Straight out to special guest joining us right now, famed forensic pathologist Dr. Henry Lee. He is a forensic scientist and a consultant on the Anthony defense team. Dr. Lee, thank you for being with us. Dr. Lee, what have you heard regarding a trail of bones leading to the child`s skull?

    DR. HENRY LEE, FORENSIC SCIENTIST, CONSULTANT TO DEFENSE TEAM: That`s the first time I heard. We were in Florida yesterday. However, as you know, the coroner (ph) did not judge (ph) did not prove that. So the other defense expert, we did not have chance to observe, nor examine anything.

    GRACE: Dr. Henry Lee, everyone, famed forensic scientist, is on the Anthony defense team. Dr. Lee, you are saying the judge denied a particular motion. Was that to allow you and other defense experts on the scene while police were processing it?

    LEE: Not exactly observe. Not really join examination. But many time, you know, like (ph) cases, most of time, they allow for defense expert to observe. Some of the time, we even join together, work on the searching (ph) of the remain or search of the trace evidence.

    GRACE: To Sheryl McCollum joining us tonight, crime analyst and director of the cold case squad at Pine Lake Police Department. Sheryl, I find that highly unusual, that defense experts are at the initial processing of the scene? No way!

    SHERYL MCCOLLUM, CRIME ANALYST: No way. With all due respect to Dr. Lee -- and I`ve trained under Dr. Lee -- no way are they going to be on my crime scene. They`re not necessary. They`re not needed.

    GRACE: Back to Dr. Henry Lee, who, as you all know, is a famed forensic scientist on the Anthony defense team. Dr. Lee, I`ve just got to ask you, you know, tot mom Casey Anthony was siphoning gasoline from her family`s car to fill up her own tank. How the heck are you getting paid? I`m sure you`re costing a pretty penny. Dr. Lee does not come cheap.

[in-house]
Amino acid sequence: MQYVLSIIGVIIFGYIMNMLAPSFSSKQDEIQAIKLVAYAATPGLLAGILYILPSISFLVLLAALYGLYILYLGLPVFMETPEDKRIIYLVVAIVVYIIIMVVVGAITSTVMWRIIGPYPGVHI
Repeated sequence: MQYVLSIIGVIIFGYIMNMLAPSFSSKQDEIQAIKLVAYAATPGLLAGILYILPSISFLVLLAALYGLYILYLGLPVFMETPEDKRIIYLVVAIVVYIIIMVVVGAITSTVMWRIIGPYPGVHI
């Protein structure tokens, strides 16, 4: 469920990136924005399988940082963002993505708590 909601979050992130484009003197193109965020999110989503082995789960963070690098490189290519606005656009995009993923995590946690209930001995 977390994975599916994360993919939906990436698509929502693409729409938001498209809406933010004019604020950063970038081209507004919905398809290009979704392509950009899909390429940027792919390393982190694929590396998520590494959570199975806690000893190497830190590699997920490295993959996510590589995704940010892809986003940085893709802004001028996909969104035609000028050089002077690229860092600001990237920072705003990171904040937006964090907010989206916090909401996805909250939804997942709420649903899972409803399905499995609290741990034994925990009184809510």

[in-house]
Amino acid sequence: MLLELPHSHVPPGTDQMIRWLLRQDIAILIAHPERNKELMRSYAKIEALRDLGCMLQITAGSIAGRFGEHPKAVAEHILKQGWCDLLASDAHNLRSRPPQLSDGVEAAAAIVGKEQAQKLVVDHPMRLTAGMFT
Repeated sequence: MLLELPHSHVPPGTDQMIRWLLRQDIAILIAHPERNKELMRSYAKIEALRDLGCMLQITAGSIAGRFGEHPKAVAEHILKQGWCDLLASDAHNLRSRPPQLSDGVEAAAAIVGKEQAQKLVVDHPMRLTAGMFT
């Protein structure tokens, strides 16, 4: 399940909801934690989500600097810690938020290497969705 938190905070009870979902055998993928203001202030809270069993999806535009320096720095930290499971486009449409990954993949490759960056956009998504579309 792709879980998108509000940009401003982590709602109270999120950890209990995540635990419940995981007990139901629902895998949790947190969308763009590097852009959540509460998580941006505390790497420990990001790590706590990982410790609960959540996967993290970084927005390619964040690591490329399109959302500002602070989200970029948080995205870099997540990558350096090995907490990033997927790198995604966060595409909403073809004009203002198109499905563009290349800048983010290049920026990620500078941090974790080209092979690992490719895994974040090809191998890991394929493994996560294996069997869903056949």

LEE: No, we did not get any pay for that and for -- I`ll say, you know, this country, as you know, everybody entitled a defense. And many forensic experts, we do pro bono cases and that`s our obligation to our profession. As an expert, we look at evidence, doesn`t matter inculpatory, exculpatory, we report (ph) as it is. I don`t think should be labeled as a defense expert going to just for defense. Many time, found more evidence, inculpatory evidence, than the police found. There -- you know, case history, case example, many time we`re allowed to work on the case together. Many of my cases, I let the defense expert observe. It`s nothing wrong.

    GRACE: So Dr. Lee...

    LEE: Nothing unusual.


    GRACE: Dr. Lee, are you telling me that you are working on the case pro bono, for free?

    LEE: Yes."


    My question is how common is this really for someone like Dr. Lee to work pro bono on a case that does not have publicity?
    It is extremely unusual for an expert to work pro bono if there is no publicity...but of course in this case there is publicity. I had ONE expert refuse to accept any payment from me in a medical malpractice case because he was morally offended that a member of his profession was allowed to continue to practice so haphazardly. As soon as I told the other side that my expert had refused payment they decided to settle.